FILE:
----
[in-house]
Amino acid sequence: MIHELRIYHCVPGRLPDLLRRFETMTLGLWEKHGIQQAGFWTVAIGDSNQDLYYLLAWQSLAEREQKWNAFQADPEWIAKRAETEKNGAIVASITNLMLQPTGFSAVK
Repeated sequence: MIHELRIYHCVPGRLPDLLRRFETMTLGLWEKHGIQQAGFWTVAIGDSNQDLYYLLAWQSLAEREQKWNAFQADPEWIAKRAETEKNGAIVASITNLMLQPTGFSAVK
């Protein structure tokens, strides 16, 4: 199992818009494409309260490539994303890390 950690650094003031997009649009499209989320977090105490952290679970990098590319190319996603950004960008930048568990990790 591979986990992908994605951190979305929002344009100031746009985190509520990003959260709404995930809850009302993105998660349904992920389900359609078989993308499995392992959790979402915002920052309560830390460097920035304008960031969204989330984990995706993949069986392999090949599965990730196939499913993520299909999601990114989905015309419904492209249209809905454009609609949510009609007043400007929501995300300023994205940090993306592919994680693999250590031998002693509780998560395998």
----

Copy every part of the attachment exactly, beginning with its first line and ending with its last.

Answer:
[in-house]
Amino acid sequence: MIHELRIYHCVPGRLPDLLRRFETMTLGLWEKHGIQQAGFWTVAIGDSNQDLYYLLAWQSLAEREQKWNAFQADPEWIAKRAETEKNGAIVASITNLMLQPTGFSAVK
Repeated sequence: MIHELRIYHCVPGRLPDLLRRFETMTLGLWEKHGIQQAGFWTVAIGDSNQDLYYLLAWQSLAEREQKWNAFQADPEWIAKRAETEKNGAIVASITNLMLQPTGFSAVK
């Protein structure tokens, strides 16, 4: 199992818009494409309260490539994303890390 950690650094003031997009649009499209989320977090105490952290679970990098590319190319996603950004960008930048568990990790 591979986990992908994605951190979305929002344009100031746009985190509520990003959260709404995930809850009302993105998660349904992920389900359609078989993308499995392992959790979402915002920052309560830390460097920035304008960031969204989330984990995706993949069986392999090949599965990730196939499913993520299909999601990114989905015309419904492209249209809905454009609609949510009609007043400007929501995300300023994205940090993306592919994680693999250590031998002693509780998560395998």